(Technical note: if video does not show, please click here)

And finally ...

Despite being behind with jobs, we have managed to start sowing. Plus some of our over-wintered plants are looking for a good home. We'll tell you about them next week ...

... and I am also pleased to tell you that our good friend, Angela Webb (assisted by hubby Keith) is planning her annual charity plant sale. Covid-19 restrictions allowing, it is being booked for July - precise date to be announced - watch this space

Best wishes from the old (and creaking) Garden Codger

Tailpiece. This is the text from the Moorcroft Wood noticeboard - first a couple of photos I took in January

These are not natural rocks but the result of earlier iron working

Moorcroft Wood Local Nature Reserve

Welcome to the Sanna!

Woodland Wildlife

Moorcroft Wood is an urban nature reserve covering 12.2 hectares, the Walsall Canal and a branch canal (Bradley Locks) form the north eastern and south eastern boundaries to the site.

The woodland here is broadleaved, dominated by Sycamore with some False Acacia trees. These trees are part of the original 1904 planting and can be seen throughout the woodland. The trees are now fully mature providing a dense canopy which is being thinned and maintain the ground flora and encourage new growth to form woodland with a mixture of different aged trees, to provide as many habitats for wildlife as possible. The woodland habitat goes from the woodland floor to the tree canopy and it is these differing levels that provide different habitat niches that provide for many wildlife species which is why woodlands can support so many different species of flora and fauna.

Wildlife inhabiting a wood may only do so for part of the time, often using other habitats such as grassland or wetland for finding food. It is the habitats and wildlife of Moorcroft Wood that make it special with areas of open water, woodland, grassland and scrub. Over 40 species of bird have been recorded at Moorcroft Wood, along with numerous invertebrates including aquatic species, amphibians and mammals.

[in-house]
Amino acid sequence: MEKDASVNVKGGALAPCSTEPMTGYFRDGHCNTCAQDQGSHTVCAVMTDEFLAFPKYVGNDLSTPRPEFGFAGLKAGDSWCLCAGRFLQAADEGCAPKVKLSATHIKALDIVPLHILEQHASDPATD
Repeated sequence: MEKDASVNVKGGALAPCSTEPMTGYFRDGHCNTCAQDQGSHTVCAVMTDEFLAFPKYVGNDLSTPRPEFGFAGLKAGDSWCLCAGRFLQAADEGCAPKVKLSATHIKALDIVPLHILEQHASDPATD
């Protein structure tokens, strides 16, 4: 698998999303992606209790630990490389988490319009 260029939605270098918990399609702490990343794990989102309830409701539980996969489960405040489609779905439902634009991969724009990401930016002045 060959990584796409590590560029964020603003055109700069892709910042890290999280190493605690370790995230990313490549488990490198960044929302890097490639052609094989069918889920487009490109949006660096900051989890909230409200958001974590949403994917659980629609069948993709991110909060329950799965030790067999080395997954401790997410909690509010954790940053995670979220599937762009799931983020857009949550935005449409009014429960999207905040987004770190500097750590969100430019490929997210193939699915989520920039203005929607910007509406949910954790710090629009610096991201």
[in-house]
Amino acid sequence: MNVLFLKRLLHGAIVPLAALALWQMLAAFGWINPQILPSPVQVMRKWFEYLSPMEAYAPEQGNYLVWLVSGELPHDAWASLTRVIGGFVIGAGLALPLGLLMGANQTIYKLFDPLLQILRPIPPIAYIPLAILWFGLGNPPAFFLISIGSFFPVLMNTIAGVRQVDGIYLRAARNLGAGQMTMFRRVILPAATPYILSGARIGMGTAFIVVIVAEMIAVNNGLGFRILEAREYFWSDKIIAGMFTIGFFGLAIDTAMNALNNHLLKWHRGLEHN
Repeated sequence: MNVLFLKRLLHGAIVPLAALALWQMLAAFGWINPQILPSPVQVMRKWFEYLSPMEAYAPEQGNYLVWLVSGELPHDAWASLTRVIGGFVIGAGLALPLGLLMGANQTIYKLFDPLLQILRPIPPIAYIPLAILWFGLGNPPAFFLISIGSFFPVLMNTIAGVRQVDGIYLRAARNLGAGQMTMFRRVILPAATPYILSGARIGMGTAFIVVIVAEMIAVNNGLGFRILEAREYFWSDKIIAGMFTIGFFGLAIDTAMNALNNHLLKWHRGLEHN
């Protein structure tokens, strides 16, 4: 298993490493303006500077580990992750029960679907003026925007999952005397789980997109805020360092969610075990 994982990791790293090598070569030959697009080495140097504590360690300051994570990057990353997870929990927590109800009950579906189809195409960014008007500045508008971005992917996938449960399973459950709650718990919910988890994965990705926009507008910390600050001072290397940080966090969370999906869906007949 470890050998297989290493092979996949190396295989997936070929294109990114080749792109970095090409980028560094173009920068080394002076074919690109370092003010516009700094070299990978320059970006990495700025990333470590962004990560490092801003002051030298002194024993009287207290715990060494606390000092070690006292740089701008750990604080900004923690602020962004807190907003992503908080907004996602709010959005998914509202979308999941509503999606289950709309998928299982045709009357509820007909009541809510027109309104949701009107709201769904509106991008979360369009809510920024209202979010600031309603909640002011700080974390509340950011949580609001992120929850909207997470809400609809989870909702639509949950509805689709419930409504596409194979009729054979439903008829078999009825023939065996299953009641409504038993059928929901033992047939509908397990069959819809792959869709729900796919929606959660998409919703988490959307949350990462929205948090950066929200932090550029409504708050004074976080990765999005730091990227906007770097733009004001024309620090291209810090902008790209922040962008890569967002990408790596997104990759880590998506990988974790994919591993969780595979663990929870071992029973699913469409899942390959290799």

The wood was given Local Nature Reserve status in 1996 and due to its cultural and biological value is also designated as a Site of Importance for Nature Conservation. It is a valued local nature site and there is an active 'Friends of Moorcroft Wood' group who work closely with Walsall Countryside Services, and are actively involved in helping to manage the site. The Wildlife Trust for Birmingham and Black Country work with both Walsall Countryside Services and the 'Friends of Moorcroft Wood' to support improvements to the site for both people and wildlife.

If you would like further information about Moorcroft Wood LNR or about countryside in Walsall or to find out how you can get involved with the Friends of Moorcroft Wood or to join in with volunteering activities contact Walsall Countryside Services Tel: 01922 458328 or visit for information on events, at Moorcroft Wood LNR and elsewhere in Walsall.


Moorcroft Wood was once part of the grounds of the Moxley Hospital or Sanatorium. When the hospital closed in 1995 the hospital site was sold for housing, whilst ownership of the wood was transferred from West Midlands Health Authority to Walsall Council. The wood is now declared a Local Nature Reserve in recognition of its value to nature conservation, and still often called the 'Sanna' in reference to the Sanatorium.

Until the start of the 20th Century, Moorcroft Wood had been a mix of farm land and factories. Following the Industrial Revolution, industry had flourished on site due to abundant coal and iron ore deposits. This industrial activity had ceased by 1904, when Wednesbury Hospital Board bought the site as the recreation grounds for the convalescing patients from Moxley Hospital. To improve the site numerous trees were planted including False Acacia and Sycamore

As the incidence of isolation diseases such as Cholera and Small pox declined, the hospital made less use of the woodland and it became largely abandoned. In the early 1980's work started to both conserve Moorcroft Wood for wildlife and improve access for visitors.

Please enjoy the wood responsibly and respect the wildlife, clean up after your dog and dispose of litter in a bin or take it home to dispose of there.